United States Department of Agriculture
Agricultural Research Service
Remember the scarecrow in the Wizard of Oz? For a scarecrow, he wasn't really very scary after all, was he? Bats are the same way.
Bats have a reputation for being scary, but they actually do a lot of good--especially for farmers. They love to eat insects, the way you probably love cookies or ice cream. One insect that bats will devour is the corn earworm moth, which costs American corn and cotton growers about $2 billion a year to control and in crop losses.
Agricultural Research Service researchers in College Station, Texas, have been studying whether the great big appetite of one bat--called the Mexican free-tailed bat--includes corn earworm moths. A million of these bats can gobble up nearly 10 tons of insects in just one night. That means the 20 million bats living in Bracken Cave--the most famous of bat "hang-outs"--near San Antonio, Texas, can put a huge dent in moth populations.
ARS meteorologist John K. Westbrook at College Station has studied moth migration--the way moths travel from one location to another--for 17 years. He knows that bats and moths typically fly in the air at about the same altitude.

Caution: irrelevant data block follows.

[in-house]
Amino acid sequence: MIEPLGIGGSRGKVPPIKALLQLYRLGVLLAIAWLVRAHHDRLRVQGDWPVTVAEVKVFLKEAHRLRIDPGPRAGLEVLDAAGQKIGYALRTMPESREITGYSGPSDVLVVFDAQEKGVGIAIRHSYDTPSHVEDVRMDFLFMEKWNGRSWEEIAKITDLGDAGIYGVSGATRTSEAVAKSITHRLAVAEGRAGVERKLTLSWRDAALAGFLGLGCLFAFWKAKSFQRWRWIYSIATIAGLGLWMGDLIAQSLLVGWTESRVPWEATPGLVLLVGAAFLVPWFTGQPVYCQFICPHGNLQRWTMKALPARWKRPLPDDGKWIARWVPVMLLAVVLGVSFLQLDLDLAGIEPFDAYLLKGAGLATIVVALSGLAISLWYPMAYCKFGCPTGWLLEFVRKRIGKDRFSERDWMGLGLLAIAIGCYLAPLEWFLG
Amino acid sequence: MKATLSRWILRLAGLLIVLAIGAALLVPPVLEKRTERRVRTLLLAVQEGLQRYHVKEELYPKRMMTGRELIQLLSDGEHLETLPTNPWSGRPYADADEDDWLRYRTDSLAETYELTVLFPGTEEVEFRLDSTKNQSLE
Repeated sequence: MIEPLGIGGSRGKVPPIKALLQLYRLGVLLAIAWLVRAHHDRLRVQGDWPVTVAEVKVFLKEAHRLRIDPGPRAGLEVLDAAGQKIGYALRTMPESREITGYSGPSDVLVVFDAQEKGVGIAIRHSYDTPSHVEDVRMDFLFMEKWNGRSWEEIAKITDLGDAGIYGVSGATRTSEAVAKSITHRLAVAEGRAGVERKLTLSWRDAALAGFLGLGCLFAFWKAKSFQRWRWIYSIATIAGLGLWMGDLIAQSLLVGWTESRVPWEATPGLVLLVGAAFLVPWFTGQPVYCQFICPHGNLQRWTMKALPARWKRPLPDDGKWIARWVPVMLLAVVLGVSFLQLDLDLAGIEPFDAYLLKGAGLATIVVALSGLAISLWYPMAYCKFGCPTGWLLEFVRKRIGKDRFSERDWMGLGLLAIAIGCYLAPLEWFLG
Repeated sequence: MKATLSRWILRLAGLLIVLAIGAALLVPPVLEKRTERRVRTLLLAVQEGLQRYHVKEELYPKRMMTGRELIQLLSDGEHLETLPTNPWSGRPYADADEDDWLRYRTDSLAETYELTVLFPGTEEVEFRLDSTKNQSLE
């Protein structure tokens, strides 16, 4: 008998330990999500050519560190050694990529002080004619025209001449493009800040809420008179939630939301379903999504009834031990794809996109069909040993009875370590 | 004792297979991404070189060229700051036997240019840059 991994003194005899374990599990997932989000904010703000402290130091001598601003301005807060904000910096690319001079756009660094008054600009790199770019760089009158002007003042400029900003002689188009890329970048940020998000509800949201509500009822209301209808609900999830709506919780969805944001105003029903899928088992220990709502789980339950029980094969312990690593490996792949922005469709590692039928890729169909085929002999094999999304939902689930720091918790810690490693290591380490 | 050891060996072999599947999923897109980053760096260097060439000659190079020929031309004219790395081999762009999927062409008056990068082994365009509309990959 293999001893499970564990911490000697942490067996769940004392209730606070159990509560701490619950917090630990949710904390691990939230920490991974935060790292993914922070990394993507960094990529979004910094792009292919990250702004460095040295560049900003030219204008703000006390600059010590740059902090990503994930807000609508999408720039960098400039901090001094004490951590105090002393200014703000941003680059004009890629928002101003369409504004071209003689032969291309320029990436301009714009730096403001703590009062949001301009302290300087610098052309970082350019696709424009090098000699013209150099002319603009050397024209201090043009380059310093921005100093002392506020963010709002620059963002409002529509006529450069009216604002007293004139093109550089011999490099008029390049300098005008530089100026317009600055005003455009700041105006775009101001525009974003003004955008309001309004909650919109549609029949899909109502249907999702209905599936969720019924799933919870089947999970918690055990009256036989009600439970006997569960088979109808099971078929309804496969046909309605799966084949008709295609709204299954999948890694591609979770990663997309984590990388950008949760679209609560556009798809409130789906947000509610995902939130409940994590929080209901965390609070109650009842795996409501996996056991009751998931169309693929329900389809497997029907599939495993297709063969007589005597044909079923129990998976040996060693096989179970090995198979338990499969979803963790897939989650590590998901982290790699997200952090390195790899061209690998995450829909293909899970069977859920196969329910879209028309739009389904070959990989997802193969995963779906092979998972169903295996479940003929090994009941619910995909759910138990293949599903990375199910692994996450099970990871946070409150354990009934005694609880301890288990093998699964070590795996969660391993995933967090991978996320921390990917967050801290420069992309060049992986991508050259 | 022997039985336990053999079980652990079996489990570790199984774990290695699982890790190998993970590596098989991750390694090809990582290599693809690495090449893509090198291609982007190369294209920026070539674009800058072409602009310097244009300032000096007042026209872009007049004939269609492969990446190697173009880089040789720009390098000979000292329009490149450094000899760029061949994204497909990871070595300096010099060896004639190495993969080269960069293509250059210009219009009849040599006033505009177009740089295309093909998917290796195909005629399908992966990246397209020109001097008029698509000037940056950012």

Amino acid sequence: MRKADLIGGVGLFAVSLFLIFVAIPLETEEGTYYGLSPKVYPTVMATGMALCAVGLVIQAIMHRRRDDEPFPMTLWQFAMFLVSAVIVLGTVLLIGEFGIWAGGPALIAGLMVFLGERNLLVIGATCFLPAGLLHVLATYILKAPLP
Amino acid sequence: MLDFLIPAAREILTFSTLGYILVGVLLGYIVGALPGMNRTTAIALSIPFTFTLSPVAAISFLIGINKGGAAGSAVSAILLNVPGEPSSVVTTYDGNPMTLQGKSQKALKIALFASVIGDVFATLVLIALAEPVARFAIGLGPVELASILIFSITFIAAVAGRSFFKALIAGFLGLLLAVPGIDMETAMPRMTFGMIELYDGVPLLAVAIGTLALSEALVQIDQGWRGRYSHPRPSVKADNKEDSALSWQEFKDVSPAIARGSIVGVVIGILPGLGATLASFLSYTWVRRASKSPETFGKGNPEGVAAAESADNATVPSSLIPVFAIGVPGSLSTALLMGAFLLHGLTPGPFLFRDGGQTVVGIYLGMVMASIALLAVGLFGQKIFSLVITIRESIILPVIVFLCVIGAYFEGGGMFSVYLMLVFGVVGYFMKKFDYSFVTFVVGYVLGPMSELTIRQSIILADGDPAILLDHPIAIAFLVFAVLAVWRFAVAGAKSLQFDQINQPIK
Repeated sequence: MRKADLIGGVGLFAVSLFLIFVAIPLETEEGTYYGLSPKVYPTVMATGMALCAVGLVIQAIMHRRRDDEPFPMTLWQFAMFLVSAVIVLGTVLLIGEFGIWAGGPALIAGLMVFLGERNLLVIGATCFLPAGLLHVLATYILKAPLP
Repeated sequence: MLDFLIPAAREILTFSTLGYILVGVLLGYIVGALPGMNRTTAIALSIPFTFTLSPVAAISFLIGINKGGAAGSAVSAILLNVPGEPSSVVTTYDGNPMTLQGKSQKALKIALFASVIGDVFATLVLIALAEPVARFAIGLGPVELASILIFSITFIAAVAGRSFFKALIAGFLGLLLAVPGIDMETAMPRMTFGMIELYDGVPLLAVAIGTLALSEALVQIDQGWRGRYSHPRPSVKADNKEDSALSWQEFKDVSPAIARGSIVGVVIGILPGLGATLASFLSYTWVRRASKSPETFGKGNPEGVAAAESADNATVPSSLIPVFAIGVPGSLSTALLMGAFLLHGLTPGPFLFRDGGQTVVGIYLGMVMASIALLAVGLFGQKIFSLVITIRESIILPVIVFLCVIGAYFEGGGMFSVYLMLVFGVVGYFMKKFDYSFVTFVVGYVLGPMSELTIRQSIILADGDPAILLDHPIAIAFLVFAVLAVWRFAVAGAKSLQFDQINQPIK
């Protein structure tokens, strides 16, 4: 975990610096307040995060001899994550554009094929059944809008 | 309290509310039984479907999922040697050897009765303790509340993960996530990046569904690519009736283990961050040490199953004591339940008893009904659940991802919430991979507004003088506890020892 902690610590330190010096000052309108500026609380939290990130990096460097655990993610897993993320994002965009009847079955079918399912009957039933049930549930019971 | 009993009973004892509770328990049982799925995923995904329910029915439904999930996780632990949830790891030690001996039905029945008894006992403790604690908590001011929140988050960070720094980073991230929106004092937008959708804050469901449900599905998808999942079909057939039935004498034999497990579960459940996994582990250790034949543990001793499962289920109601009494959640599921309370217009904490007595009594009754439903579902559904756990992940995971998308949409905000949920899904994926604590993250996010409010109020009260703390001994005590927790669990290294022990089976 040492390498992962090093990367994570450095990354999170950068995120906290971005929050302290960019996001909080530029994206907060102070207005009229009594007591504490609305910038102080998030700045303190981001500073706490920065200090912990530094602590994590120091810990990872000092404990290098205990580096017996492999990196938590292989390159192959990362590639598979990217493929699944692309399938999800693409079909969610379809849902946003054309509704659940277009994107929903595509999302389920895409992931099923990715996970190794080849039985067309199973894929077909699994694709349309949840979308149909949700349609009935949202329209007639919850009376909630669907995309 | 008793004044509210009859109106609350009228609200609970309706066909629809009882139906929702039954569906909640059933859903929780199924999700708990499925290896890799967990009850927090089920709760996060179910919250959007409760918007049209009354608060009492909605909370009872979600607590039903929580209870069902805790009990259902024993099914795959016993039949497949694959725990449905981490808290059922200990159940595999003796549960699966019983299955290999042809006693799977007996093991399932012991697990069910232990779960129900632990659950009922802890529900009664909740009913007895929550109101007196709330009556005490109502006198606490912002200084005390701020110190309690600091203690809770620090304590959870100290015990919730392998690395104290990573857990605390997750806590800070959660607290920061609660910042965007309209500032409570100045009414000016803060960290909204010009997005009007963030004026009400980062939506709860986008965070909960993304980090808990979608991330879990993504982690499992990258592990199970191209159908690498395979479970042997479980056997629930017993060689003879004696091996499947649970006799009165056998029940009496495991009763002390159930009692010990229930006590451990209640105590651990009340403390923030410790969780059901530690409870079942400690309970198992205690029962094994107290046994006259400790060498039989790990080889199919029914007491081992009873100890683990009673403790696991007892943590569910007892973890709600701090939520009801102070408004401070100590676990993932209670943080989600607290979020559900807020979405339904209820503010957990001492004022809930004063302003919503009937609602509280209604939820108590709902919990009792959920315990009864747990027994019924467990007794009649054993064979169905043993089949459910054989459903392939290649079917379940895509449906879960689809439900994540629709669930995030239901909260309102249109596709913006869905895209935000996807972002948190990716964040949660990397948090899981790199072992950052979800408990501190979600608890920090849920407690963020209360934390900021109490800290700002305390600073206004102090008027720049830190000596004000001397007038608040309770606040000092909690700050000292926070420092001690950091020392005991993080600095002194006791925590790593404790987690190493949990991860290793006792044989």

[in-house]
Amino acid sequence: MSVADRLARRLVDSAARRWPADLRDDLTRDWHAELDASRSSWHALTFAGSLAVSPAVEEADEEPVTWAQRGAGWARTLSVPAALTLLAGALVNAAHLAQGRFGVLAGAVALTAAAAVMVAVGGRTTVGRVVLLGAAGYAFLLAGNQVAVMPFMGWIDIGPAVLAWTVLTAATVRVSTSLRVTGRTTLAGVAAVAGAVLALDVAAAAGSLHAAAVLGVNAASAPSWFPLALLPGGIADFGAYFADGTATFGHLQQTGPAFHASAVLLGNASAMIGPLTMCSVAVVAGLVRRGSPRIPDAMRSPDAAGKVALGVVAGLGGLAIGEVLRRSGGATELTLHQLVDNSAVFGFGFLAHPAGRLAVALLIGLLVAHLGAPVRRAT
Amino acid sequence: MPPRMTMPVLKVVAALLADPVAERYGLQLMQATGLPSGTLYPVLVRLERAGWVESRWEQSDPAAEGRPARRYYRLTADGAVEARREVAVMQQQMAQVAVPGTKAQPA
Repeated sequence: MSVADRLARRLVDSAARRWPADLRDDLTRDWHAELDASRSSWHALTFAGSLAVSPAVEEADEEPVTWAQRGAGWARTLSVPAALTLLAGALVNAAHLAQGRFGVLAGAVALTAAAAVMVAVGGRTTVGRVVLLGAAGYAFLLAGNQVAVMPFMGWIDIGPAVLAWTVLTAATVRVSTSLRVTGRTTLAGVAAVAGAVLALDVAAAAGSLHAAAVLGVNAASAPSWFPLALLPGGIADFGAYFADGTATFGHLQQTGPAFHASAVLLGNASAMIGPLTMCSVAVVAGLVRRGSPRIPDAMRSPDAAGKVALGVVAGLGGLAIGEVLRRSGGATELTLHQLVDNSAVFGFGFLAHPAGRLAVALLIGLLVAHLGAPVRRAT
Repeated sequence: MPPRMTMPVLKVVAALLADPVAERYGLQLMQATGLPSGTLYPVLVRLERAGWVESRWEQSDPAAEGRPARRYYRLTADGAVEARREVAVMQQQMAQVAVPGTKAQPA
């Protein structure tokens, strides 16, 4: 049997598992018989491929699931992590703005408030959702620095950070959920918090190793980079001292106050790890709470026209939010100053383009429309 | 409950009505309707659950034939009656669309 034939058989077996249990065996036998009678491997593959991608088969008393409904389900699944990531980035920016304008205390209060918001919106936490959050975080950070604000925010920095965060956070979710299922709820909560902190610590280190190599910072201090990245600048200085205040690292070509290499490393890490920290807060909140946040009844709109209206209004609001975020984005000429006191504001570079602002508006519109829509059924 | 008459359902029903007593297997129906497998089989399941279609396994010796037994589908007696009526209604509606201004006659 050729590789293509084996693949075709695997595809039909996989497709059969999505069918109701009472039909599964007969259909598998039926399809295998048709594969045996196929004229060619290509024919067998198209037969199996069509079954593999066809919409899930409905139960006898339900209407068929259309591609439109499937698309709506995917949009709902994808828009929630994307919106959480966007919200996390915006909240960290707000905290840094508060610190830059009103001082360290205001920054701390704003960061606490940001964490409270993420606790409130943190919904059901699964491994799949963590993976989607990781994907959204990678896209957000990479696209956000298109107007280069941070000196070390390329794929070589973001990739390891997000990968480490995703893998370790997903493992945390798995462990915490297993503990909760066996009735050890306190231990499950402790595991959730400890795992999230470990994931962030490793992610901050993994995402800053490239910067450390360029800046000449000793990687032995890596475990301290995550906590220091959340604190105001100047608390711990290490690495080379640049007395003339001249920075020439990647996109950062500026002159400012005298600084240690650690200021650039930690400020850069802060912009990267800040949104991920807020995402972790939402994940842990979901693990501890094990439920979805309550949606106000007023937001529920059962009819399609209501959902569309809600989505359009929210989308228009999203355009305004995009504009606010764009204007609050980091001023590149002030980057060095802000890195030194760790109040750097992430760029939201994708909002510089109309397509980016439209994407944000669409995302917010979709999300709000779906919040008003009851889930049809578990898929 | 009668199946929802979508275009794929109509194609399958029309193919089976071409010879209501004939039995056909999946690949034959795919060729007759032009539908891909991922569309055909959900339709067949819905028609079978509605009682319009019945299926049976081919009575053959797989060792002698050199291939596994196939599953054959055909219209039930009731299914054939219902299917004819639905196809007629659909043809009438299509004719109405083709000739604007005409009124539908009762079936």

In early June, billions of corn earworm moths emerge from the Lower Rio Grande Valley along the border of Texas and Mexico. Some moths feed on cotton after feasting on southern corn, while others travel northward to gobble their way through midwestern corn, cotton, and other field crops.
Cotton and corn farmers are controlling the moths mostly by spraying their crops with pesticides. But the ARS researchers are looking for cheaper and more environmentally friendly ways to control the damaging moths. Dr. Westbrook and bat specialist Gary F. McCracken of the University of Tennessee and Merlin Tuttle of Bat Conservation International think that bats could help farmers reduce the numbers of moths chomping on their corn crop and their profits.
In studies to confirm the bats' appetite for moths, Dr. McCracken and Dr. Westbrook attached radiomicrophones to helium-filled balloons called "tetroons." While the tetroons were drifting 2,500 feet above the ground, the microphones picked up the high-frequency sounds of bats searching for and feeding on moths. Now, if more farmers built bat houses instead of bird houses, there might be a big reduction in moths!
Migration refers to: (a) the movement of moths from place to place (b) the altitude of 2,500 feet above the ground (c) the application of microphones to tetroons
To check out other websites for information on bats: http://www.batcon.orghttp://www.lhs.berkeley.edu/BatQuiz.html
--By Linda McGraw, formerly Agricultural Research Service, Information Staff